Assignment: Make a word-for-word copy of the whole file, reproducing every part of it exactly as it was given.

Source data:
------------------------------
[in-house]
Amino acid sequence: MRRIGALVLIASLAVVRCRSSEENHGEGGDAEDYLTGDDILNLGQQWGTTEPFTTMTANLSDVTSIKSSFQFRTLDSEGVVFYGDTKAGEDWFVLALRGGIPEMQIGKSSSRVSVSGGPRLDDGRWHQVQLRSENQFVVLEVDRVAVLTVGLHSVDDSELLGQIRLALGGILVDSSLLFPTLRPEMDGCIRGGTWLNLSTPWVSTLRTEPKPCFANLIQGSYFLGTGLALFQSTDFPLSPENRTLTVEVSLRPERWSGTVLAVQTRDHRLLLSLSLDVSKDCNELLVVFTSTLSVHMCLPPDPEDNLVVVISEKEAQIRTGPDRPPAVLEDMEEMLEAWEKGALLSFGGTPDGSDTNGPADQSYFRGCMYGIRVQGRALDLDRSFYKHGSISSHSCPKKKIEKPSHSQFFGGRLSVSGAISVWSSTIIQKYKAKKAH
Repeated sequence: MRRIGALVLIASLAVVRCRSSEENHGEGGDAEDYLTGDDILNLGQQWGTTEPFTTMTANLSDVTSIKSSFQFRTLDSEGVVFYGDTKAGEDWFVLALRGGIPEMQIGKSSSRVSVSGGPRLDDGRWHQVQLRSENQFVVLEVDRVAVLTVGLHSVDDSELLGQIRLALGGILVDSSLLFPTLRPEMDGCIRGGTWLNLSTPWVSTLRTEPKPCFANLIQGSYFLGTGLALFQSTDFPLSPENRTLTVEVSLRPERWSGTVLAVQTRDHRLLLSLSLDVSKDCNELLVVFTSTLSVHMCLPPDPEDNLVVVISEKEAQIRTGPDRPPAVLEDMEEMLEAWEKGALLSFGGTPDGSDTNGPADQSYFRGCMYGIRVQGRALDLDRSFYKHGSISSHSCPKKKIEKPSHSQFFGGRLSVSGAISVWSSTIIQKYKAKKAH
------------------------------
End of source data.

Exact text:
[in-house]
Amino acid sequence: MRRIGALVLIASLAVVRCRSSEENHGEGGDAEDYLTGDDILNLGQQWGTTEPFTTMTANLSDVTSIKSSFQFRTLDSEGVVFYGDTKAGEDWFVLALRGGIPEMQIGKSSSRVSVSGGPRLDDGRWHQVQLRSENQFVVLEVDRVAVLTVGLHSVDDSELLGQIRLALGGILVDSSLLFPTLRPEMDGCIRGGTWLNLSTPWVSTLRTEPKPCFANLIQGSYFLGTGLALFQSTDFPLSPENRTLTVEVSLRPERWSGTVLAVQTRDHRLLLSLSLDVSKDCNELLVVFTSTLSVHMCLPPDPEDNLVVVISEKEAQIRTGPDRPPAVLEDMEEMLEAWEKGALLSFGGTPDGSDTNGPADQSYFRGCMYGIRVQGRALDLDRSFYKHGSISSHSCPKKKIEKPSHSQFFGGRLSVSGAISVWSSTIIQKYKAKKAH
Repeated sequence: MRRIGALVLIASLAVVRCRSSEENHGEGGDAEDYLTGDDILNLGQQWGTTEPFTTMTANLSDVTSIKSSFQFRTLDSEGVVFYGDTKAGEDWFVLALRGGIPEMQIGKSSSRVSVSGGPRLDDGRWHQVQLRSENQFVVLEVDRVAVLTVGLHSVDDSELLGQIRLALGGILVDSSLLFPTLRPEMDGCIRGGTWLNLSTPWVSTLRTEPKPCFANLIQGSYFLGTGLALFQSTDFPLSPENRTLTVEVSLRPERWSGTVLAVQTRDHRLLLSLSLDVSKDCNELLVVFTSTLSVHMCLPPDPEDNLVVVISEKEAQIRTGPDRPPAVLEDMEEMLEAWEKGALLSFGGTPDGSDTNGPADQSYFRGCMYGIRVQGRALDLDRSFYKHGSISSHSCPKKKIEKPSHSQFFGGRLSVSGAISVWSSTIIQKYKAKKAH